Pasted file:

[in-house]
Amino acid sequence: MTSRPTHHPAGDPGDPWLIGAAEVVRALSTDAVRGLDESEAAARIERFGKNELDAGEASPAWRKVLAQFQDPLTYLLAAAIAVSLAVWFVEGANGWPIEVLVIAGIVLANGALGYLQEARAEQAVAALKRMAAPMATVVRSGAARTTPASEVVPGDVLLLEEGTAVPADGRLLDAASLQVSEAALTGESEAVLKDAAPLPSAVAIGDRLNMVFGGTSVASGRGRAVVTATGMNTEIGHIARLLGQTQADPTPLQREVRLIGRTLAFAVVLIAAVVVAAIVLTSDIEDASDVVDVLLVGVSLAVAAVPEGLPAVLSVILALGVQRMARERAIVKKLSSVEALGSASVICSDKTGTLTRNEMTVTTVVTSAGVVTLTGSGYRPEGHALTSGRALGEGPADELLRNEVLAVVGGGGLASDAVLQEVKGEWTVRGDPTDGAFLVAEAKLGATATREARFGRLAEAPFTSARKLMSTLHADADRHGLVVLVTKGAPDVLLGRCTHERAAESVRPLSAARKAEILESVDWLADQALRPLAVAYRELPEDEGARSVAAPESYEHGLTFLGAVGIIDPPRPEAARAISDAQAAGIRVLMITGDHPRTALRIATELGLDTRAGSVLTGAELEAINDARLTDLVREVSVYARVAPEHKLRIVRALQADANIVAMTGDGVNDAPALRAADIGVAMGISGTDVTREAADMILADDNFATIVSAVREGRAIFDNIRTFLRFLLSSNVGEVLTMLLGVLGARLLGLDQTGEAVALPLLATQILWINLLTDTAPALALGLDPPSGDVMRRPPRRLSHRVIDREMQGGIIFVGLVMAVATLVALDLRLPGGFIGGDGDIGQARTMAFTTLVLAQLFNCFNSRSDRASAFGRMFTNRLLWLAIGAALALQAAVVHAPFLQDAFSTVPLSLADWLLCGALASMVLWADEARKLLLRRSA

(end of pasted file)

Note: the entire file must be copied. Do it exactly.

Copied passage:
[in-house]
Amino acid sequence: MTSRPTHHPAGDPGDPWLIGAAEVVRALSTDAVRGLDESEAAARIERFGKNELDAGEASPAWRKVLAQFQDPLTYLLAAAIAVSLAVWFVEGANGWPIEVLVIAGIVLANGALGYLQEARAEQAVAALKRMAAPMATVVRSGAARTTPASEVVPGDVLLLEEGTAVPADGRLLDAASLQVSEAALTGESEAVLKDAAPLPSAVAIGDRLNMVFGGTSVASGRGRAVVTATGMNTEIGHIARLLGQTQADPTPLQREVRLIGRTLAFAVVLIAAVVVAAIVLTSDIEDASDVVDVLLVGVSLAVAAVPEGLPAVLSVILALGVQRMARERAIVKKLSSVEALGSASVICSDKTGTLTRNEMTVTTVVTSAGVVTLTGSGYRPEGHALTSGRALGEGPADELLRNEVLAVVGGGGLASDAVLQEVKGEWTVRGDPTDGAFLVAEAKLGATATREARFGRLAEAPFTSARKLMSTLHADADRHGLVVLVTKGAPDVLLGRCTHERAAESVRPLSAARKAEILESVDWLADQALRPLAVAYRELPEDEGARSVAAPESYEHGLTFLGAVGIIDPPRPEAARAISDAQAAGIRVLMITGDHPRTALRIATELGLDTRAGSVLTGAELEAINDARLTDLVREVSVYARVAPEHKLRIVRALQADANIVAMTGDGVNDAPALRAADIGVAMGISGTDVTREAADMILADDNFATIVSAVREGRAIFDNIRTFLRFLLSSNVGEVLTMLLGVLGARLLGLDQTGEAVALPLLATQILWINLLTDTAPALALGLDPPSGDVMRRPPRRLSHRVIDREMQGGIIFVGLVMAVATLVALDLRLPGGFIGGDGDIGQARTMAFTTLVLAQLFNCFNSRSDRASAFGRMFTNRLLWLAIGAALALQAAVVHAPFLQDAFSTVPLSLADWLLCGALASMVLWADEARKLLLRRSA